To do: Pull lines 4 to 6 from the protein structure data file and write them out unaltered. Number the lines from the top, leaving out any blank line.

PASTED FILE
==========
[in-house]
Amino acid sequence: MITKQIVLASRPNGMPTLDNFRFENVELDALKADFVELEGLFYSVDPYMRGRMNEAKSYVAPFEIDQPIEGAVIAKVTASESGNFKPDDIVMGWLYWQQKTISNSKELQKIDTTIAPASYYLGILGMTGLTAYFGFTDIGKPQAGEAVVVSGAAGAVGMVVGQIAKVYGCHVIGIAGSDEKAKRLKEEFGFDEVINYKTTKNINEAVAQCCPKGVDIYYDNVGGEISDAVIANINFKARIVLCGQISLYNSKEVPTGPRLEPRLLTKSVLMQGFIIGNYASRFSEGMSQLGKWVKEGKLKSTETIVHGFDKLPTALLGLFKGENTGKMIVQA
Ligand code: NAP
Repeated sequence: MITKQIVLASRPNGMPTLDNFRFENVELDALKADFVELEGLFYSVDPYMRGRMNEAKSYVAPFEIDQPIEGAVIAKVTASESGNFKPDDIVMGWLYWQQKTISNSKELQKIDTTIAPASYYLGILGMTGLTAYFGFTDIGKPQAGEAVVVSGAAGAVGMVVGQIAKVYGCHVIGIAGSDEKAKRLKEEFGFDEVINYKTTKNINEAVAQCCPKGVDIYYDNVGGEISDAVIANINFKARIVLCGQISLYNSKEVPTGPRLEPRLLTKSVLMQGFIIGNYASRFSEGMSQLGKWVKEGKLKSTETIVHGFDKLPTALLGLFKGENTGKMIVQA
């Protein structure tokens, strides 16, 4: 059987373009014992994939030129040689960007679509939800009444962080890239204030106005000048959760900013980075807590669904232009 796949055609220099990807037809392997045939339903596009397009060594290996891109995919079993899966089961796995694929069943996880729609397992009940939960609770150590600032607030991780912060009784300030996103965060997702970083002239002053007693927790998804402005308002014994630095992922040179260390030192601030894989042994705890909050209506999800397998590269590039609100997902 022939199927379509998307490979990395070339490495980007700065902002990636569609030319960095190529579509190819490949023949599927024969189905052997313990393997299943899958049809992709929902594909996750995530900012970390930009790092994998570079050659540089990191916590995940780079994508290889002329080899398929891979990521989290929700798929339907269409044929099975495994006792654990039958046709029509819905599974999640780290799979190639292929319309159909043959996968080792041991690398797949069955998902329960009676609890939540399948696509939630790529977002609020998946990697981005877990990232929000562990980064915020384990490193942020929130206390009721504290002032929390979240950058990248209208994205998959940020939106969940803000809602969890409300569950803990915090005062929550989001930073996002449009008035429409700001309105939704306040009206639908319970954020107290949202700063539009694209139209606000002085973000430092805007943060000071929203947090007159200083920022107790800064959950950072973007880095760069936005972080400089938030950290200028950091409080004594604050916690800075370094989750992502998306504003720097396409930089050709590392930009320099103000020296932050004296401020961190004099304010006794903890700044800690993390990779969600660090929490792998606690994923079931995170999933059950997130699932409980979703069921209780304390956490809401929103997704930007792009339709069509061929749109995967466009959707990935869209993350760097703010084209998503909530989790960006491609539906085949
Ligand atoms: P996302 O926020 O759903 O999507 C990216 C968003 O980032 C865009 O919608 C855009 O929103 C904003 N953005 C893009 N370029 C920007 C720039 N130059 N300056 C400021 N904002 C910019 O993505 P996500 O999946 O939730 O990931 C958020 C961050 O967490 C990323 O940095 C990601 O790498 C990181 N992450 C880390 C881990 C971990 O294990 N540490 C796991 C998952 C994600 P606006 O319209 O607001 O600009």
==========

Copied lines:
Repeated sequence: MITKQIVLASRPNGMPTLDNFRFENVELDALKADFVELEGLFYSVDPYMRGRMNEAKSYVAPFEIDQPIEGAVIAKVTASESGNFKPDDIVMGWLYWQQKTISNSKELQKIDTTIAPASYYLGILGMTGLTAYFGFTDIGKPQAGEAVVVSGAAGAVGMVVGQIAKVYGCHVIGIAGSDEKAKRLKEEFGFDEVINYKTTKNINEAVAQCCPKGVDIYYDNVGGEISDAVIANINFKARIVLCGQISLYNSKEVPTGPRLEPRLLTKSVLMQGFIIGNYASRFSEGMSQLGKWVKEGKLKSTETIVHGFDKLPTALLGLFKGENTGKMIVQA
């Protein structure tokens, strides 16, 4: 059987373009014992994939030129040689960007679509939800009444962080890239204030106005000048959760900013980075807590669904232009 796949055609220099990807037809392997045939339903596009397009060594290996891109995919079993899966089961796995694929069943996880729609397992009940939960609770150590600032607030991780912060009784300030996103965060997702970083002239002053007693927790998804402005308002014994630095992922040179260390030192601030894989042994705890909050209506999800397998590269590039609100997902 022939199927379509998307490979990395070339490495980007700065902002990636569609030319960095190529579509190819490949023949599927024969189905052997313990393997299943899958049809992709929902594909996750995530900012970390930009790092994998570079050659540089990191916590995940780079994508290889002329080899398929891979990521989290929700798929339907269409044929099975495994006792654990039958046709029509819905599974999640780290799979190639292929319309159909043959996968080792041991690398797949069955998902329960009676609890939540399948696509939630790529977002609020998946990697981005877990990232929000562990980064915020384990490193942020929130206390009721504290002032929390979240950058990248209208994205998959940020939106969940803000809602969890409300569950803990915090005062929550989001930073996002449009008035429409700001309105939704306040009206639908319970954020107290949202700063539009694209139209606000002085973000430092805007943060000071929203947090007159200083920022107790800064959950950072973007880095760069936005972080400089938030950290200028950091409080004594604050916690800075370094989750992502998306504003720097396409930089050709590392930009320099103000020296932050004296401020961190004099304010006794903890700044800690993390990779969600660090929490792998606690994923079931995170999933059950997130699932409980979703069921209780304390956490809401929103997704930007792009339709069509061929749109995967466009959707990935869209993350760097703010084209998503909530989790960006491609539906085949
Ligand atoms: P996302 O926020 O759903 O999507 C990216 C968003 O980032 C865009 O919608 C855009 O929103 C904003 N953005 C893009 N370029 C920007 C720039 N130059 N300056 C400021 N904002 C910019 O993505 P996500 O999946 O939730 O990931 C958020 C961050 O967490 C990323 O940095 C990601 O790498 C990181 N992450 C880390 C881990 C971990 O294990 N540490 C796991 C998952 C994600 P606006 O319209 O607001 O600009």